The Australian Communications Consumer Action Network (ACCAN) has been advocating on our behalf for more regulation of tech giants such as Facebook. The main concept ACCAN is focusing on is one of trust. It says social media companies are the least trusted of all industries, falling well behind telecommunications, and even financial services. But we still use these platforms even though we demand more from them.
Earlier this month, ACCAN acting CEO Andrew Williams gave a speech that declared consumers (us) are concerned about a wide range of issues on these platforms, mostly from misinformation spreading online that impacts communities, as well as cyber abuse and being unaware of our rights when we use use digital platforms.
Currently, Australia has no organisation that represents community interests on digital platform issues. ACCAN has positioned itself to be a voice for communications consumers.
In October, the Digital Industry Group (DIGI) launched a misinformation complaints portal that allows you to officially complain about tech giants such as Apple, Google, Microsoft, Tik-Tok, Twitter and Facebook, but it really only focuses on the spread of misinformation on these platforms.
Williams said that while the introduction of the voluntary code, as well as the new Online Safety Act legislation have been introduced to combat many issues, including the idea of trust, the fact remains that there has been no consumer voice in the rule making process.
He says building trust amongst the users of the platforms is important for building better rules regarding digital platforms.
ACCAN today published research that focused on complaints handling for issues from the online realm. It said almost three in four Australians want a dedicated space, or at least an easier way, to make a complaint and to get their issues resolved when dealing with digital platforms.
ACCAN conducted a survey of 1,000 Aussies in prepping this research and found that 740 of those it polled think that it needs to be easier to make a complaint, while 780 people reckon it needs to be easier for people to get their issues resolved from platforms like Facebook.
Around 600 of the respondents to ACCAN’s polling also said they feel there’s not much they can do when something goes wrong online – it isn’t just Facebook, but ACCAN did single the Zuckerberg site out, alongside the Meta-owned WhatsApp and online marketplace eBay.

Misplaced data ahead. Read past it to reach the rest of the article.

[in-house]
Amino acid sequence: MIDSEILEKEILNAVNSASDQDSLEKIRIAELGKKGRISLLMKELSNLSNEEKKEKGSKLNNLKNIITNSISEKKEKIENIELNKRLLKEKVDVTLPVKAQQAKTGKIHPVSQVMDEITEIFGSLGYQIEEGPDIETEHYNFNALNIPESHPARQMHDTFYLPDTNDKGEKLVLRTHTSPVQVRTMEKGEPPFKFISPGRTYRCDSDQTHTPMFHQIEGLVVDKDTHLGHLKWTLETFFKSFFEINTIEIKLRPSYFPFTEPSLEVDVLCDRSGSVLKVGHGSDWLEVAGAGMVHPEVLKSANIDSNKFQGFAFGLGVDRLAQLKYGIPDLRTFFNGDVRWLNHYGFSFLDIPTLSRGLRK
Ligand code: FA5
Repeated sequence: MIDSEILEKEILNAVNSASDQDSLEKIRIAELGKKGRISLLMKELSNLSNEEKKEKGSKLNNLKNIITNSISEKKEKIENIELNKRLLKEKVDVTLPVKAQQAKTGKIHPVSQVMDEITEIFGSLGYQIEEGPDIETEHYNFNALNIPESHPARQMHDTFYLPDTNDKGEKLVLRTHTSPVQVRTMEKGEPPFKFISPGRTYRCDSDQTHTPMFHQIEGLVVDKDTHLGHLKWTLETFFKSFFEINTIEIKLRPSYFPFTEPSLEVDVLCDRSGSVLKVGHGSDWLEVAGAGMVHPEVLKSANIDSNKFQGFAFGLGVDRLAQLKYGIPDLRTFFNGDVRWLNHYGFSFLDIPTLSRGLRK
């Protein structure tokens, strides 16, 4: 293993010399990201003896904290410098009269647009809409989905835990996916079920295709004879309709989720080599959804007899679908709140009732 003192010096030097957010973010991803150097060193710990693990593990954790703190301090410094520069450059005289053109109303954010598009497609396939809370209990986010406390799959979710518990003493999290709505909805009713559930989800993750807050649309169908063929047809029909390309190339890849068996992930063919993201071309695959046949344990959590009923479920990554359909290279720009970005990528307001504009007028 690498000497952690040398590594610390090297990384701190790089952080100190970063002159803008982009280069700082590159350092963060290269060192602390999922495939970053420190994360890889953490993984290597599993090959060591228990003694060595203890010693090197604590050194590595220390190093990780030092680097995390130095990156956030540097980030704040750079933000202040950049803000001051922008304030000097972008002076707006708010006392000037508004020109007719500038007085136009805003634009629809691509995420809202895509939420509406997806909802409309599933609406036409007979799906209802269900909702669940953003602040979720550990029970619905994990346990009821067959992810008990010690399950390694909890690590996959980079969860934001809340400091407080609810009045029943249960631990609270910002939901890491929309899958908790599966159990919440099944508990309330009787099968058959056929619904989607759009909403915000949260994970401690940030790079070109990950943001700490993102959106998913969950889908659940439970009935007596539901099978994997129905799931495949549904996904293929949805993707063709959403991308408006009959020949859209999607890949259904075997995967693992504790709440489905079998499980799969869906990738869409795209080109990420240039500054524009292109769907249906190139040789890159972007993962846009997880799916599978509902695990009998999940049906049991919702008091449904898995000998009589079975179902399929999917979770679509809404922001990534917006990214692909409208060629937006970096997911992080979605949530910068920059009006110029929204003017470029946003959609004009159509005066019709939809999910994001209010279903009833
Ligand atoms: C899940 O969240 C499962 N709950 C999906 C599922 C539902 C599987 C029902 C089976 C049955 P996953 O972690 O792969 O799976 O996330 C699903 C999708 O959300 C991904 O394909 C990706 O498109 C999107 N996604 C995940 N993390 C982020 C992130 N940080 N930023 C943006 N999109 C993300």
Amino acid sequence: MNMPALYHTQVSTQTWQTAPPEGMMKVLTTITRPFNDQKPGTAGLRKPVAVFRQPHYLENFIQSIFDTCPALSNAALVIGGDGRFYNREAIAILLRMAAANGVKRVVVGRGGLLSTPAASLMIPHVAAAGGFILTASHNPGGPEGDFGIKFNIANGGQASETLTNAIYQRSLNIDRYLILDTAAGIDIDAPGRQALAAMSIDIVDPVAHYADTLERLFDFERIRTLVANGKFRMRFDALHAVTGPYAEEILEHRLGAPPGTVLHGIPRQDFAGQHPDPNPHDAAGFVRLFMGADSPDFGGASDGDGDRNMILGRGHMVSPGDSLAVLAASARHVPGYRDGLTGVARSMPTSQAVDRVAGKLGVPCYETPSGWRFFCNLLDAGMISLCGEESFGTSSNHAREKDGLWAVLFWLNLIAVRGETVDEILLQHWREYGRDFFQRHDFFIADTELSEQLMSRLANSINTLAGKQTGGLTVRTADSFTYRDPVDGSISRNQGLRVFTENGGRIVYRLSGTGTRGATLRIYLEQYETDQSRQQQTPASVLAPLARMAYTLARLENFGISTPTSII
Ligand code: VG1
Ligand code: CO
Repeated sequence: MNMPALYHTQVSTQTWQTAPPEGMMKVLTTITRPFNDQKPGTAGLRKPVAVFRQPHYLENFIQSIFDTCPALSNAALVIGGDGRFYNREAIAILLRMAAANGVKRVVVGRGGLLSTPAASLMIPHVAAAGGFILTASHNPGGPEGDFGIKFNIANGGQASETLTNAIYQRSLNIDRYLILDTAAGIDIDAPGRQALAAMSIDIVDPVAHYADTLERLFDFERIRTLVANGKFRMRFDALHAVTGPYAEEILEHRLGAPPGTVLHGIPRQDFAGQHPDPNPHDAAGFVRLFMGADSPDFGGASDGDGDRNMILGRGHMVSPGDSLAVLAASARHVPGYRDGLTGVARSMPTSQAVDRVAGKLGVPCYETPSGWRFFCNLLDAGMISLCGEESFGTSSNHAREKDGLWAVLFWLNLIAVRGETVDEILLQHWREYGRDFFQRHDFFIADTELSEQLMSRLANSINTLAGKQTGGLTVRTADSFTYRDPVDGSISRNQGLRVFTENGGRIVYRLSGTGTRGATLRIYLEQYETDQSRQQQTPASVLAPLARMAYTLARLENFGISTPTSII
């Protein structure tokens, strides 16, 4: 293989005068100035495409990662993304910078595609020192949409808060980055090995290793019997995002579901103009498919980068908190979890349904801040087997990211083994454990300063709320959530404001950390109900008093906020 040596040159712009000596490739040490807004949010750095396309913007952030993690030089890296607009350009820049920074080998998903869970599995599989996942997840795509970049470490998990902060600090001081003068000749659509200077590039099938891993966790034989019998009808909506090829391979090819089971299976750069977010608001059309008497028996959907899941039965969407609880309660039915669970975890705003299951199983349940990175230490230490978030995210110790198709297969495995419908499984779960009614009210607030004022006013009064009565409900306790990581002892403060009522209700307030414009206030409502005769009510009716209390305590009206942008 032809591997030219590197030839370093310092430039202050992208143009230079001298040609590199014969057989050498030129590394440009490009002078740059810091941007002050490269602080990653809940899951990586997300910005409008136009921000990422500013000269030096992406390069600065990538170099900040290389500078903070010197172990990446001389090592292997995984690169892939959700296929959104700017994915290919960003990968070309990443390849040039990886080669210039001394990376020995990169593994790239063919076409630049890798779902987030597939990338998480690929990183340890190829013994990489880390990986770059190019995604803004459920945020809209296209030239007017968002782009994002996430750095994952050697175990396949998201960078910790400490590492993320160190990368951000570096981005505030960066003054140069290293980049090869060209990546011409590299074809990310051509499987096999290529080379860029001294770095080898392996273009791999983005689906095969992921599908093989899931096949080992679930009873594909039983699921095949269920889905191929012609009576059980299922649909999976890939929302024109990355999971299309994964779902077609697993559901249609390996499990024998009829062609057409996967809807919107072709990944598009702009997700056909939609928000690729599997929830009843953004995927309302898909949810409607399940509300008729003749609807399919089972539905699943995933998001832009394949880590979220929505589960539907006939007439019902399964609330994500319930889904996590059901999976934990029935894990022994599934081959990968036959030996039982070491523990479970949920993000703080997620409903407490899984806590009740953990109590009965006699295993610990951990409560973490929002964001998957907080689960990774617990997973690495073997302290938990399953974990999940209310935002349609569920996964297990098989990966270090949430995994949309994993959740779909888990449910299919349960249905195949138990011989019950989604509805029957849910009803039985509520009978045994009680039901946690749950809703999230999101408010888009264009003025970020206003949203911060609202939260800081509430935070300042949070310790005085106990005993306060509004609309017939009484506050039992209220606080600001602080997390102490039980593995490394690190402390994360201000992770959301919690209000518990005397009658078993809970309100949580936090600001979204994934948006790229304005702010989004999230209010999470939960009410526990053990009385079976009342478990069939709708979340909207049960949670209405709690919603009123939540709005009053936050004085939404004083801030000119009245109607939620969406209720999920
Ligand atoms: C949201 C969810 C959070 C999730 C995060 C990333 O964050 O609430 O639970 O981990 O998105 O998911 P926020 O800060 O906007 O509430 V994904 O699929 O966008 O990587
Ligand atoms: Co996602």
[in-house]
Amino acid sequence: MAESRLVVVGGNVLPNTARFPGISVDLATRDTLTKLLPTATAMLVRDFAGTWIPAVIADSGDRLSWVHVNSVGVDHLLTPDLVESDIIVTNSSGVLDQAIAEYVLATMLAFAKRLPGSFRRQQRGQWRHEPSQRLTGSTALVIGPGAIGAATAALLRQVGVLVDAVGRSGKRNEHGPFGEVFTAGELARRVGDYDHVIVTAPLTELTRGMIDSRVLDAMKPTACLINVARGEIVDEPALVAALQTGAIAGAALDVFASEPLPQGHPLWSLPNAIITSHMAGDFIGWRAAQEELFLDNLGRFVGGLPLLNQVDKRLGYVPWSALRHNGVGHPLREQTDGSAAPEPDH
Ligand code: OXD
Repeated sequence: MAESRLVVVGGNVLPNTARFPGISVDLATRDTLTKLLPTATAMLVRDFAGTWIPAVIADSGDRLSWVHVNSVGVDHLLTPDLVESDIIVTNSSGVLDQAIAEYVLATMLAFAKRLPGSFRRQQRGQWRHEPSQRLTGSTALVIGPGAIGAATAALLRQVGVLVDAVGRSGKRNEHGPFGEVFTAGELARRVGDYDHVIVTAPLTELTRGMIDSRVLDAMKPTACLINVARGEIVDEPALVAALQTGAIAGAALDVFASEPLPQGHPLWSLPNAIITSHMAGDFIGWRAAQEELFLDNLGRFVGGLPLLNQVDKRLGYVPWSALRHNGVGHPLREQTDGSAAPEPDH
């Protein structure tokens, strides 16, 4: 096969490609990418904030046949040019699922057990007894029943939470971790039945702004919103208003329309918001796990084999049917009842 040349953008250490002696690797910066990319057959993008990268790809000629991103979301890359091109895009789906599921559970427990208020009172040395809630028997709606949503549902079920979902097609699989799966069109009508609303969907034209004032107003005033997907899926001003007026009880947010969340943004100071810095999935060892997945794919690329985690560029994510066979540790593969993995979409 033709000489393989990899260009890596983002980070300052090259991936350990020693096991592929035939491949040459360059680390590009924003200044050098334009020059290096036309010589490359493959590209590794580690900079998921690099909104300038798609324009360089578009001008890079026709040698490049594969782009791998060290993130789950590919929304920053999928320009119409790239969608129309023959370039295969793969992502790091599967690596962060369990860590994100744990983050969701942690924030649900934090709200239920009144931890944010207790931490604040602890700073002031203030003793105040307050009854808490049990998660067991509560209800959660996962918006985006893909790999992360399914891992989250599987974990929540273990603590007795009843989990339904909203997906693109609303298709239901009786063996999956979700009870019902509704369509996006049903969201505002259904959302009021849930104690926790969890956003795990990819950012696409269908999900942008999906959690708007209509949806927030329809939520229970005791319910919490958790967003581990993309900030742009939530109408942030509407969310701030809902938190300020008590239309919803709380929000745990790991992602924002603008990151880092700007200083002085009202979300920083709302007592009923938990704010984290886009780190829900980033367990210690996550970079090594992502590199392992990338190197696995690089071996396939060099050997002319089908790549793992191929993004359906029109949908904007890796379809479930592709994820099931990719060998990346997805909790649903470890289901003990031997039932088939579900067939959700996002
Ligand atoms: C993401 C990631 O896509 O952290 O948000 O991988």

790 people ACCAN surveyed said digital platforms like Facebook should be responsible for the content on their sites, another 790 people want more done to protect their safety and privacy online and around 470 people surveyed said they don’t trust digital platforms to act in their best interests.
“Digital platforms are now a part of our everyday lives, from online marketplaces and job search sites to social media sites and dating apps. But the fact is that when things go wrong, making a complaint or having an issue resolved with the tech giants can feel like shouting into a void,” said Williams.
“If you experience an issue on a digital platform, you shouldn’t have to navigate through the maze of ‘providing feedback’, only to hear nothing back from the platform. Making a complaint should be a straightforward process and the digital platforms should follow up with users who have made a report to explain what actions were taken.”
He’s not wrong.
Of those surveyed, 270 people actually believe the government is doing enough to make sure digital platforms do the right thing. Williams reckons they need to do more.
“While it’s positive to see the government is eager to introduce new rules to protect Australians online, it’s vital that people have their voices heard by decision-makers during the process,” he added.
“In the case of the industry codes being developed as part of the Online Safety Act, there is doubt about whether the consumer voice is truly being heard, or if it is an echo chamber of industry talking to government and vice versa.
A single, dedicated place to complain about tech giants won’t solve all of the issues, but it seems we as consumers would like this as a start.